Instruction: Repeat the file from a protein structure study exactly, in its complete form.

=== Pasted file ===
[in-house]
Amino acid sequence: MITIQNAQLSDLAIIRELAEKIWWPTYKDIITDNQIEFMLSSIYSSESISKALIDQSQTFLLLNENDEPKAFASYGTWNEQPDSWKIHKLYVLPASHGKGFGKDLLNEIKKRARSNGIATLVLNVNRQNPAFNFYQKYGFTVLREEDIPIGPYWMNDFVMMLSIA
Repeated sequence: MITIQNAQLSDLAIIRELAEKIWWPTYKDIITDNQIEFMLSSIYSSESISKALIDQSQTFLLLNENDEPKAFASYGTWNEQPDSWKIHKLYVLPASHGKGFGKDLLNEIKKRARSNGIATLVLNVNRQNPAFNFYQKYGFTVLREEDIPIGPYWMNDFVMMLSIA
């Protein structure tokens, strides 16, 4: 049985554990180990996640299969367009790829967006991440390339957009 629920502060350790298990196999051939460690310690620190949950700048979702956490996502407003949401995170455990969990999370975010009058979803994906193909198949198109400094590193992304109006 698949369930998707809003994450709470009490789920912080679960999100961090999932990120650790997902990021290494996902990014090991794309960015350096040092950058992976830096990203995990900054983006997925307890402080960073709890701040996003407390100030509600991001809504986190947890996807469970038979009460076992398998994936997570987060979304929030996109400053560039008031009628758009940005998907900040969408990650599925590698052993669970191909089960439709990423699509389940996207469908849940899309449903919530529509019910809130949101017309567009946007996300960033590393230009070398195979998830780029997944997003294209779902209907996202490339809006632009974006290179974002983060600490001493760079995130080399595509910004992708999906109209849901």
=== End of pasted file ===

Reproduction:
[in-house]
Amino acid sequence: MITIQNAQLSDLAIIRELAEKIWWPTYKDIITDNQIEFMLSSIYSSESISKALIDQSQTFLLLNENDEPKAFASYGTWNEQPDSWKIHKLYVLPASHGKGFGKDLLNEIKKRARSNGIATLVLNVNRQNPAFNFYQKYGFTVLREEDIPIGPYWMNDFVMMLSIA
Repeated sequence: MITIQNAQLSDLAIIRELAEKIWWPTYKDIITDNQIEFMLSSIYSSESISKALIDQSQTFLLLNENDEPKAFASYGTWNEQPDSWKIHKLYVLPASHGKGFGKDLLNEIKKRARSNGIATLVLNVNRQNPAFNFYQKYGFTVLREEDIPIGPYWMNDFVMMLSIA
């Protein structure tokens, strides 16, 4: 049985554990180990996640299969367009790829967006991440390339957009 629920502060350790298990196999051939460690310690620190949950700048979702956490996502407003949401995170455990969990999370975010009058979803994906193909198949198109400094590193992304109006 698949369930998707809003994450709470009490789920912080679960999100961090999932990120650790997902990021290494996902990014090991794309960015350096040092950058992976830096990203995990900054983006997925307890402080960073709890701040996003407390100030509600991001809504986190947890996807469970038979009460076992398998994936997570987060979304929030996109400053560039008031009628758009940005998907900040969408990650599925590698052993669970191909089960439709990423699509389940996207469908849940899309449903919530529509019910809130949101017309567009946007996300960033590393230009070398195979998830780029997944997003294209779902209907996202490339809006632009974006290179974002983060600490001493760079995130080399595509910004992708999906109209849901």